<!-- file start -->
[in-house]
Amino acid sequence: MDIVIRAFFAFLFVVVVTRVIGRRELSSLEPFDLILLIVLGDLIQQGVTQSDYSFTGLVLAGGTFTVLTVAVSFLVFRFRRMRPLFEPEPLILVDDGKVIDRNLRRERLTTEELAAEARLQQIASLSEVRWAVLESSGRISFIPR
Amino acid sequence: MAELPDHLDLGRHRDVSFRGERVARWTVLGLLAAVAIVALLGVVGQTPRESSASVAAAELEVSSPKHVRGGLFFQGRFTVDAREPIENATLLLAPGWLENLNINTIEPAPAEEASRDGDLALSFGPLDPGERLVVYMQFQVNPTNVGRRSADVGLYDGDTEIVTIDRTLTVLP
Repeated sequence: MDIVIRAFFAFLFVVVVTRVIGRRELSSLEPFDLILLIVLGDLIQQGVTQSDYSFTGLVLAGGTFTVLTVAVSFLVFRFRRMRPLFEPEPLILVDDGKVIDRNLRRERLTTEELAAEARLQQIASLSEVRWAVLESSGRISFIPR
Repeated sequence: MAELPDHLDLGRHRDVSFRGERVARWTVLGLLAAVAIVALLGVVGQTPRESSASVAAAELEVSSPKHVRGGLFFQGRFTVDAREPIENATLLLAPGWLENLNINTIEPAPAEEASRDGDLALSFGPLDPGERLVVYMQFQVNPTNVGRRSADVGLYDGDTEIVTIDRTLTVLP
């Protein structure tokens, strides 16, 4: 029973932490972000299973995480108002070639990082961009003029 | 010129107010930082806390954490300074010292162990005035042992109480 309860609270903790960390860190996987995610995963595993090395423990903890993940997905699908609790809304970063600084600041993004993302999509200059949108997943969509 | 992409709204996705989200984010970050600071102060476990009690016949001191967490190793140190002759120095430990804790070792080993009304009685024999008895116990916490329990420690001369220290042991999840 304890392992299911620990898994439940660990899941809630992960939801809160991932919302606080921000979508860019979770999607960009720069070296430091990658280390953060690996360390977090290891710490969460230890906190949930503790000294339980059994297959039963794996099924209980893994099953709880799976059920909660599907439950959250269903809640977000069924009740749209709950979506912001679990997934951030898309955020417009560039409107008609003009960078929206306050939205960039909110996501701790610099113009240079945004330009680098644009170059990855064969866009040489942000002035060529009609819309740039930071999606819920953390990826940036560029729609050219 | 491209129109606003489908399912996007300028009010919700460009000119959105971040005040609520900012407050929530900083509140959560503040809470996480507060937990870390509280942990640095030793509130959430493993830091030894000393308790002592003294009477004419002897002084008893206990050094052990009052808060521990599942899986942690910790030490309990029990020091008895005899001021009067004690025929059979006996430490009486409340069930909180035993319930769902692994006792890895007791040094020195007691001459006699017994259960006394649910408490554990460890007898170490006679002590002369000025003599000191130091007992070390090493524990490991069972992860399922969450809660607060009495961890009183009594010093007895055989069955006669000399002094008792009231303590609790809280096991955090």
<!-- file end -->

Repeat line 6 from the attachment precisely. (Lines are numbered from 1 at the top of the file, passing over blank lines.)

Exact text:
């Protein structure tokens, strides 16, 4: 029973932490972000299973995480108002070639990082961009003029 | 010129107010930082806390954490300074010292162990005035042992109480 309860609270903790960390860190996987995610995963595993090395423990903890993940997905699908609790809304970063600084600041993004993302999509200059949108997943969509 | 992409709204996705989200984010970050600071102060476990009690016949001191967490190793140190002759120095430990804790070792080993009304009685024999008895116990916490329990420690001369220290042991999840 304890392992299911620990898994439940660990899941809630992960939801809160991932919302606080921000979508860019979770999607960009720069070296430091990658280390953060690996360390977090290891710490969460230890906190949930503790000294339980059994297959039963794996099924209980893994099953709880799976059920909660599907439950959250269903809640977000069924009740749209709950979506912001679990997934951030898309955020417009560039409107008609003009960078929206306050939205960039909110996501701790610099113009240079945004330009680098644009170059990855064969866009040489942000002035060529009609819309740039930071999606819920953390990826940036560029729609050219 | 491209129109606003489908399912996007300028009010919700460009000119959105971040005040609520900012407050929530900083509140959560503040809470996480507060937990870390509280942990640095030793509130959430493993830091030894000393308790002592003294009477004419002897002084008893206990050094052990009052808060521990599942899986942690910790030490309990029990020091008895005899001021009067004690025929059979006996430490009486409340069930909180035993319930769902692994006792890895007791040094020195007691001459006699017994259960006394649910408490554990460890007898170490006679002590002369000025003599000191130091007992070390090493524990490991069972992860399922969450809660607060009495961890009183009594010093007895055989069955006669000399002094008792009231303590609790809280096991955090």